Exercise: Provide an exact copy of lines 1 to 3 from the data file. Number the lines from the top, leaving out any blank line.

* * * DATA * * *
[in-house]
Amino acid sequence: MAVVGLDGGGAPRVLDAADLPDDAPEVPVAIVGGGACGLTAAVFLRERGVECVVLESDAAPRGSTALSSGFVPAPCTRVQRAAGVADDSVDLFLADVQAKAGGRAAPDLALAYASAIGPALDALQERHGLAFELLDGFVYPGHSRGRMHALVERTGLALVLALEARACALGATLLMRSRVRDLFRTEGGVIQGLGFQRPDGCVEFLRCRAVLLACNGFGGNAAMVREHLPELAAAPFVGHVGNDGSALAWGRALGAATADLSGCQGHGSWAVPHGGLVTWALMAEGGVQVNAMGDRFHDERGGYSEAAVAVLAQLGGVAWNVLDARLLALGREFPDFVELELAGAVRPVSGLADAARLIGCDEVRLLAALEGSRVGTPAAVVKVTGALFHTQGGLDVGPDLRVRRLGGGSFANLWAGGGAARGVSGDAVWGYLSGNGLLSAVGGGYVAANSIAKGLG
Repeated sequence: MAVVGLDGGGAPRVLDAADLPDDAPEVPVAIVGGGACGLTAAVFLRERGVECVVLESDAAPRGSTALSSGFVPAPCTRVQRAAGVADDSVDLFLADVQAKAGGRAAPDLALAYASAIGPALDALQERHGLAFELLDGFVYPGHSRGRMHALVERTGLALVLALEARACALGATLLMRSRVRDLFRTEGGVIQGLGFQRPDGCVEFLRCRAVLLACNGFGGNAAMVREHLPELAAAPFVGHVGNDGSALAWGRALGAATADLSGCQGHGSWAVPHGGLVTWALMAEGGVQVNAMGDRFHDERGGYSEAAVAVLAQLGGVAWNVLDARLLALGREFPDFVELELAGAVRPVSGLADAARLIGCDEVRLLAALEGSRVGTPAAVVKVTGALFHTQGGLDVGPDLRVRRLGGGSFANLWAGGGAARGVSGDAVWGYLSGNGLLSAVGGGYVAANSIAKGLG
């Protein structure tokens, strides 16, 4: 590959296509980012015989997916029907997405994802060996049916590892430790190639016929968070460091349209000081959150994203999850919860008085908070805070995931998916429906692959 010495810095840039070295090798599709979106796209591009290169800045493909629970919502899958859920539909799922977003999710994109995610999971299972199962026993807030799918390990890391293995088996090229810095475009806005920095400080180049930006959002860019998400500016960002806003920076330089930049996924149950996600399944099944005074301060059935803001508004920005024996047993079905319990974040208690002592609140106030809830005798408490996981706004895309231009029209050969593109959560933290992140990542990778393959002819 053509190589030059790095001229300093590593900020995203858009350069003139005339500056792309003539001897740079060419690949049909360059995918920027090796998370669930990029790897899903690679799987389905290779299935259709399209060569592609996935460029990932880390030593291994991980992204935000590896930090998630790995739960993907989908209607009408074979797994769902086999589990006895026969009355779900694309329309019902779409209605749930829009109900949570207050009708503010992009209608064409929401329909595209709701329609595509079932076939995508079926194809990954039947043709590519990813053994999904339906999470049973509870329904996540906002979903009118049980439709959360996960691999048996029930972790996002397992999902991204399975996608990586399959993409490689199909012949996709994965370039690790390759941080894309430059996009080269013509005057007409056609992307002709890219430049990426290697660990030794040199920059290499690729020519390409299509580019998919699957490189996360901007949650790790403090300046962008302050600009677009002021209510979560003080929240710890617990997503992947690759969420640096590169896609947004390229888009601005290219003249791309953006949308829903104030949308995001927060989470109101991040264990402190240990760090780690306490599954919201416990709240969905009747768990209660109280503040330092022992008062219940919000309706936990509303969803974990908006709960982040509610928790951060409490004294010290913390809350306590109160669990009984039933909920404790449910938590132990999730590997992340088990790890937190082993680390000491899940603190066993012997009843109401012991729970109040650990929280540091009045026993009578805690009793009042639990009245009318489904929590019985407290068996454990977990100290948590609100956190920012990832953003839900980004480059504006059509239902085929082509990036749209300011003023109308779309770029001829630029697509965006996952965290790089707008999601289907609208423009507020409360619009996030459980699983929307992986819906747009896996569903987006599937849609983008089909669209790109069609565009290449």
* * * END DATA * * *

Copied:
[in-house]
Amino acid sequence: MAVVGLDGGGAPRVLDAADLPDDAPEVPVAIVGGGACGLTAAVFLRERGVECVVLESDAAPRGSTALSSGFVPAPCTRVQRAAGVADDSVDLFLADVQAKAGGRAAPDLALAYASAIGPALDALQERHGLAFELLDGFVYPGHSRGRMHALVERTGLALVLALEARACALGATLLMRSRVRDLFRTEGGVIQGLGFQRPDGCVEFLRCRAVLLACNGFGGNAAMVREHLPELAAAPFVGHVGNDGSALAWGRALGAATADLSGCQGHGSWAVPHGGLVTWALMAEGGVQVNAMGDRFHDERGGYSEAAVAVLAQLGGVAWNVLDARLLALGREFPDFVELELAGAVRPVSGLADAARLIGCDEVRLLAALEGSRVGTPAAVVKVTGALFHTQGGLDVGPDLRVRRLGGGSFANLWAGGGAARGVSGDAVWGYLSGNGLLSAVGGGYVAANSIAKGLG
Repeated sequence: MAVVGLDGGGAPRVLDAADLPDDAPEVPVAIVGGGACGLTAAVFLRERGVECVVLESDAAPRGSTALSSGFVPAPCTRVQRAAGVADDSVDLFLADVQAKAGGRAAPDLALAYASAIGPALDALQERHGLAFELLDGFVYPGHSRGRMHALVERTGLALVLALEARACALGATLLMRSRVRDLFRTEGGVIQGLGFQRPDGCVEFLRCRAVLLACNGFGGNAAMVREHLPELAAAPFVGHVGNDGSALAWGRALGAATADLSGCQGHGSWAVPHGGLVTWALMAEGGVQVNAMGDRFHDERGGYSEAAVAVLAQLGGVAWNVLDARLLALGREFPDFVELELAGAVRPVSGLADAARLIGCDEVRLLAALEGSRVGTPAAVVKVTGALFHTQGGLDVGPDLRVRRLGGGSFANLWAGGGAARGVSGDAVWGYLSGNGLLSAVGGGYVAANSIAKGLG